Histopolis features a different cemetery, town, county or other place every day on the Place-of-The-Day.
Monday, August 22, 2011
"Rensselaer County is a county in the U.S. state of New York. As of the 2010 census, the population was 159,429. Its name is in honor of the family of Kiliaen van Rensselaer, the original Dutch owner of the land in the area. Its county seat is Troy. It is part of the Albany-Schenectady-Troy Metropolitan Statistical Area.
"The area that is now Rensselaer County was originally inhabited by the Mohican Indian tribe until it was bought by the Dutch jeweler and merchant Kiliaen van Rensselaer in 1630 and incorporated in his patroonship Rensselaerswyck (which, in turn, was part of the Dutch colony New Netherland). The land passed into English hands in 1664 until the Dutch regained control for a year in 1673, but the English took it back in 1674. Until 1776, the year of American independence, it was under English or British control. However, the county didn't actually exist as a legal entity until 1791 when it was created from land that was originally part of Albany County.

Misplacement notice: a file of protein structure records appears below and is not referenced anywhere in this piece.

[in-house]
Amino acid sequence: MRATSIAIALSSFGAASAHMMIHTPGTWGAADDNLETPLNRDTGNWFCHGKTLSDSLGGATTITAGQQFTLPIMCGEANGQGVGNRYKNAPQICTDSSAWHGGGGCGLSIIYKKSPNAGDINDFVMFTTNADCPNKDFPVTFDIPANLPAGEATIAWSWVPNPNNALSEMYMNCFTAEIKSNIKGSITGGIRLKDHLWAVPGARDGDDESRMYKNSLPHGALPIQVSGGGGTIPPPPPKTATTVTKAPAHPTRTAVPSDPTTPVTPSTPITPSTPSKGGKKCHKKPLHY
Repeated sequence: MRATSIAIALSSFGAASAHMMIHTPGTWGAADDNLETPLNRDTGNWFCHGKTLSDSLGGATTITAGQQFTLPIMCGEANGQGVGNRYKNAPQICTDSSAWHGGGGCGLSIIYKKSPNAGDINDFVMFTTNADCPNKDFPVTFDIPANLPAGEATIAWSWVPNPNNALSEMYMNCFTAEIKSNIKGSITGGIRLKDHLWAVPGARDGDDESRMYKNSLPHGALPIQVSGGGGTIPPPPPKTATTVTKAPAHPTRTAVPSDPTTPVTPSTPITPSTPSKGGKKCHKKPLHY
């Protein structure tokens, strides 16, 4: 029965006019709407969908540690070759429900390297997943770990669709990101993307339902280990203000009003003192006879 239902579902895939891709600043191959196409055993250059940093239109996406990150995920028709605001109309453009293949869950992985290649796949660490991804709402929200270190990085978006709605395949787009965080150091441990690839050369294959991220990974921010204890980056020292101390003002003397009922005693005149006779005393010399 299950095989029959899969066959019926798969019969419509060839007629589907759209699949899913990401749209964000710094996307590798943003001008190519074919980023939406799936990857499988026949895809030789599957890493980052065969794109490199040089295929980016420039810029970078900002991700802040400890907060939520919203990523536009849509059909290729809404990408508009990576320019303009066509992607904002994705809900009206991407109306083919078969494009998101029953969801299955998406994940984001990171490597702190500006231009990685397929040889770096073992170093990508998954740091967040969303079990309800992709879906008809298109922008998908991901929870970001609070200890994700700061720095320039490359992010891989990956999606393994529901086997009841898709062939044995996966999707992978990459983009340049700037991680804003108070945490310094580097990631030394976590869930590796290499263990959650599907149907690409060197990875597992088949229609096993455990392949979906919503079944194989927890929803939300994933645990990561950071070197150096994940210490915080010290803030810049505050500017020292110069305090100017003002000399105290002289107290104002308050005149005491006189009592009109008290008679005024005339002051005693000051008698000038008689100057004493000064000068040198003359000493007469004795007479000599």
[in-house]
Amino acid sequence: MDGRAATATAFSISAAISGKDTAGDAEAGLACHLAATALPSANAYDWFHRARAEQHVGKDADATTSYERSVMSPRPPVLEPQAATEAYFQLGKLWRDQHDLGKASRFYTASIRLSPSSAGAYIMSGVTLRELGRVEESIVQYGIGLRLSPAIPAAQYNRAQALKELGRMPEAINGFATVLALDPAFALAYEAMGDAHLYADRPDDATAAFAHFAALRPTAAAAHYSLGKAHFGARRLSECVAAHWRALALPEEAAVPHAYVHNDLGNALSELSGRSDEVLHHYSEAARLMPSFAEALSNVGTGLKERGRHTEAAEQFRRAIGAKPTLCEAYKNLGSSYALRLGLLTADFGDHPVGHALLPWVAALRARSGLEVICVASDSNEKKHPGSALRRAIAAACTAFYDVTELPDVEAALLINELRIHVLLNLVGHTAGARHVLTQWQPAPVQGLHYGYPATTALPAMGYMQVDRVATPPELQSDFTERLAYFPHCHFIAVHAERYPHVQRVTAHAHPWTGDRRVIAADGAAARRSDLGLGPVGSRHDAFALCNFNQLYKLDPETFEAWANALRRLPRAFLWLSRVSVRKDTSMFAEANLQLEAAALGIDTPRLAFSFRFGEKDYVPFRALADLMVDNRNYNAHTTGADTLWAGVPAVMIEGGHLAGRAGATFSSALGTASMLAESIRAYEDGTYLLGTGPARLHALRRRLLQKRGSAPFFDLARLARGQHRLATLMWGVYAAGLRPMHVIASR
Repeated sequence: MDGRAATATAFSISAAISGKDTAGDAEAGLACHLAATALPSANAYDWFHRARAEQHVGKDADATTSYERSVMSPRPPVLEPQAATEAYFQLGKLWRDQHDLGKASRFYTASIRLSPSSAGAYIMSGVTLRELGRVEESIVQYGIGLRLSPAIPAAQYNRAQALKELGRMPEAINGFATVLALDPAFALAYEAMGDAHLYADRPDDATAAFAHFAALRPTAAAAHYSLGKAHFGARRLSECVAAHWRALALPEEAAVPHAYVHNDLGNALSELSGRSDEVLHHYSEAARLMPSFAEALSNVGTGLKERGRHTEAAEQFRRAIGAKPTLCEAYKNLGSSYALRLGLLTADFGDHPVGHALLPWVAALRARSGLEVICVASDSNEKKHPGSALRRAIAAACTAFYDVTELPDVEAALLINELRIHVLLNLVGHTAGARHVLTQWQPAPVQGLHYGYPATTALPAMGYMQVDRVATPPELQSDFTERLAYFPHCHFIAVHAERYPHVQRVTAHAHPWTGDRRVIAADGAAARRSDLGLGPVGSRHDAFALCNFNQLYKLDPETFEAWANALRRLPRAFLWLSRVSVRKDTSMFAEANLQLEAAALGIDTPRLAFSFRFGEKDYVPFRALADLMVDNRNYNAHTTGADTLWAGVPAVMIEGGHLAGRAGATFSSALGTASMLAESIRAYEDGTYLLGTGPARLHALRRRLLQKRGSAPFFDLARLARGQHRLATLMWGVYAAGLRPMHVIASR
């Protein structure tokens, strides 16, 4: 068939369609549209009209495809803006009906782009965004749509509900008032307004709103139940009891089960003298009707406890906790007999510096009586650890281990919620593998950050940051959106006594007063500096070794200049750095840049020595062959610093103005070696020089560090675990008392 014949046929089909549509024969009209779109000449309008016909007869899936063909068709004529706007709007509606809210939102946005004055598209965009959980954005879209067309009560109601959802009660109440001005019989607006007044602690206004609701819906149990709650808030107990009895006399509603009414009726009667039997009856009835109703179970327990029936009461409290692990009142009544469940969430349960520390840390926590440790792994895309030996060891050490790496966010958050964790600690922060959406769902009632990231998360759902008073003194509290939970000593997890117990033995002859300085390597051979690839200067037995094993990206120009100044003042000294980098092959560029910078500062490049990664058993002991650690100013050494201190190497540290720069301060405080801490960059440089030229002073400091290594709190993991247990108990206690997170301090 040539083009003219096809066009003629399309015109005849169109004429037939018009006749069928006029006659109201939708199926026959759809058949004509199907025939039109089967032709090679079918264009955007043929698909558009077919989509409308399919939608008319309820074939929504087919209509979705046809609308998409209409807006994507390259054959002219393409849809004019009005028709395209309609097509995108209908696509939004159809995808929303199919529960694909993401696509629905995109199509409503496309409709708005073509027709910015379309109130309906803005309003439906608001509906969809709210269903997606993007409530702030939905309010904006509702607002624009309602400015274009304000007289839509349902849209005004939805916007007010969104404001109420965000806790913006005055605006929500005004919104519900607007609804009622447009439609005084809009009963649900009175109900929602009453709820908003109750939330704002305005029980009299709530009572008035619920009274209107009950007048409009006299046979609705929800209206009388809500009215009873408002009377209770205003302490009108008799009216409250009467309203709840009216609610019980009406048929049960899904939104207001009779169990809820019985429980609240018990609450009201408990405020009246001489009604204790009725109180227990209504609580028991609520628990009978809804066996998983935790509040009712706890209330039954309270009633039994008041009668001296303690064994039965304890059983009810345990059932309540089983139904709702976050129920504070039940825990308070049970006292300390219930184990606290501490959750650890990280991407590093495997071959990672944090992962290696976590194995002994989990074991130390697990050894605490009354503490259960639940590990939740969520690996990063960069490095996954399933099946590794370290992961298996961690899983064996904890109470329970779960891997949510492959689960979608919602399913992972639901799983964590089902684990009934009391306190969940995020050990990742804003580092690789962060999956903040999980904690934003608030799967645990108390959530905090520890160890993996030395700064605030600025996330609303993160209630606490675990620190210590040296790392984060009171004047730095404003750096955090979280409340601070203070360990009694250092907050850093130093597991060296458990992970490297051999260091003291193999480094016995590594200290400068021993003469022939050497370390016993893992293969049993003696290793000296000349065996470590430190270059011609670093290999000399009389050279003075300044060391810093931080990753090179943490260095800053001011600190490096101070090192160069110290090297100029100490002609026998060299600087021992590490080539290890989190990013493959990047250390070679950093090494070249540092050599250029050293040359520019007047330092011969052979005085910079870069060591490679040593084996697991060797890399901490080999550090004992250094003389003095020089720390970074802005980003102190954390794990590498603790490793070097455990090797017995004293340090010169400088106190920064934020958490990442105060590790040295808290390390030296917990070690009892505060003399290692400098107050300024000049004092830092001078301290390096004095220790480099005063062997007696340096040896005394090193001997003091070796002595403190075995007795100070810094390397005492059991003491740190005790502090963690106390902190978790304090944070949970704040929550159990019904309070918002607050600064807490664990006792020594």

"In 1807, in a county re-organization, the rural sections of Troy were set off as towns, and the city itself was incorporated. The two towns created were Brunswick and Grafton, both named after British dukes, (the Duke of Brunswick and Duke of Grafton). A third town, Philipstown, was set off in 1806, but renamed in 1808 to Nassau after the Duke of Nassau."
Note: The first Place-of-the-Day was in September 2010